• Allama Khalid Mahmood, UK - He is the founder and Director of The Islamic Academy of Manchester [86] which was established in 1974. He served formerly as a Professor at Murray College Sialkot and also at MAO College Lahore. He obtained a PhD in Comparative Religion from University of Birmingham in 1970. He has authored over 50 books, and has served as the Justice of Supreme court of Pakistan (Shariat Appellate Bench).[87]
  • Tariq Jameel, Pakistan - Prominent scholar and preacher from the Tablighi Jama'at.[88]

Associated political organizations[edit]

See also[edit]

References[edit]

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  2. ^ Muslim Schools and Education in Europe and South Africa - Google Books. Books.google.com.my. Retrieved 29 April 2013. 
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  5. ^ a b Ira M. Lapidus, A History of Islamic Societies, p 626. ISBN 0521779332
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  18. ^ Haque, Ziaul (1975). "Muslim Religious Education in Indo-Pakistan". Islamic Studies (Islamic Research Institute, International Islamic University, Islamabad) 14 (4): 284. "The following books and subjects are studied ... Fiqh: Hidayah, Quduri, Nur al-Idah, Sharh-i Waqayah, Kanz al-Daqa'iq" 
  19. ^ Metcalf, Barbara Daly (2002). Islamic revival in British India : Deoband, 1860-1900 (3rd impression. ed.). New Delhi: Oxford Univ. Press. p. 141. ISBN 0-19-566049-8. 
  20. ^ Khan, Fareeha (2008). Traditionalist Approaches to Shari'ah Reform: Mawlana Ashraf 'Ali Thanawi's Fatwa on Women's Right to Divorce (Doctoral Dissertation -- University of Michigan). p. 59. "Polemicists from among the Ahl-i Hadith were especially being targeted in Thanawi's explanation, since they accused those who adhered to the rulings of one scholar or legal school of "blind imitation." It was the practice of the Ahl-i Hadith to demand and provide proofs for every argument and legal ruling." 
  21. ^ Zaman, Muhammad Qasim (2002). The Ulama in Contemporary Islam: Custodians of Change. Princeton University Press. p. 24. "The Deobandi sensitivity to the Ahl-i Hadith challenge is indicated by the polemics they engaged in with the Ahl-i Hadith and by the large commentaries on classical works of hadith written specifically to refute them"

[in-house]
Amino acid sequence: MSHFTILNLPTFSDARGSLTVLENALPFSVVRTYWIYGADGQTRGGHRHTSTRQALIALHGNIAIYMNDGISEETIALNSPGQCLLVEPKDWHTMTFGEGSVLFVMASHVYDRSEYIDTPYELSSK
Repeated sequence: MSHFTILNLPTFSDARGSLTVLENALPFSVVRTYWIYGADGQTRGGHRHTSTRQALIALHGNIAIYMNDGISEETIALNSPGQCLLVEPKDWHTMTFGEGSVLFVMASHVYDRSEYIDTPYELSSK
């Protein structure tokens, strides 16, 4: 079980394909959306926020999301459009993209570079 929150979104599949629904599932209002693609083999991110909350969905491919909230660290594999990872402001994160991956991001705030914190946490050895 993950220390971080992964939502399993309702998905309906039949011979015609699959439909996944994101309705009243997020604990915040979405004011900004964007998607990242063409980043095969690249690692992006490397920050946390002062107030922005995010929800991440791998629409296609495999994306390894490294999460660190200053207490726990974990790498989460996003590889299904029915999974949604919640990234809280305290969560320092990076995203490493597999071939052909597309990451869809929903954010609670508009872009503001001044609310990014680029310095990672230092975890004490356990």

22. ^ Zaman, Muhammad Qasim (2002). The Ulama in Contemporary Islam: Custodians of Change. Princeton University Press. p. 39. "...gave a new and, in the Indian context, unprecedented salience to the studyof hadith in their madrasas. Hadith had, of course, been studied in precolonial Indian madrasas, but the Deobandis instituted the practice of studying (or, more exactly, “reviewing”) all six of the Sunni canonical collections of hadith in the course of a single year; this practice has come to serve in Indian and Pakistani madrasas as the capstone of a student’s advanced madrasa" 
  23. ^ David Emmanuel Singh, Islamization in Modern South Asia: Deobandi Reform and the Gujjar Response, p 167.
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  28. ^ Traversing the path of Suluk| January 26, 2012
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  30. ^ Deoband hits back, rejects “baseless” charge of radicalizing Muslim youth| twocircles.net| 19 October 2011
  31. ^ "Naqshbandi, the major Sufi cult in Pakistan, consists mainly of the Deobandis."Where sufism stands| August 1, 2010
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  41. ^ "Pakistan Shias killed in Gilgit sectarian attack". BBC News. 16 August 2012. Retrieved 11 December 2012. "A predominantly Punjabi group, Lashkar-e-Jhangvi is linked with the 2002 murder of US reporter Daniel Pearl and other militant attacks, particularly in the southern city of Karachi." 
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  45. ^ Skain, Rosemarie (2002). The women of Afghanistan under the Taliban. McFarland. p. 41. ISBN 978-0-7864-1090-3. 
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  49. ^ Shaffer, Brenda (2006). The limits of culture: Islam and foreign policy (illustrated ed.). MIT Press. p. 277. ISBN 978-0-262-69321-9. "The Taliban's mindset is, however, equally if not more deaned by Pashtunwali" 
  50. ^ a b Bajoria, Jayshree (6 February 2008). "Pakistan's New Generation of Terrorists". Council on Foreign Relations. Retrieved 30 March 2009. 
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  58. ^ Bahadur, Kalim (1998). Democracy in Pakistan: crises and conflicts. Har Anand Publications. p. 176. 
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  60. ^ Mahmood, Hamid (2012). The Dars-e-Nizami and the Transnational Traditionalist Madaris in Britain. pp. 7, 17. Retrieved 9 November 2013. "In the UK the Dār al-‘Ulūm al-‘Arabiyyah al-Islāmiyyah (Bury madrasa) and Jāmi’at ta’līm al-Islām (Dewsbury madrasa) are considered the ‘Oxbridge’ of the traditional madrasa world....The need for leadership and imams increased alongside the increasing number of Mosques and in 1975 the first madrasa was established in a village called Holcombe situated near Bury – known as Dār al-‘Ulūm Bury or Bury Madrasa."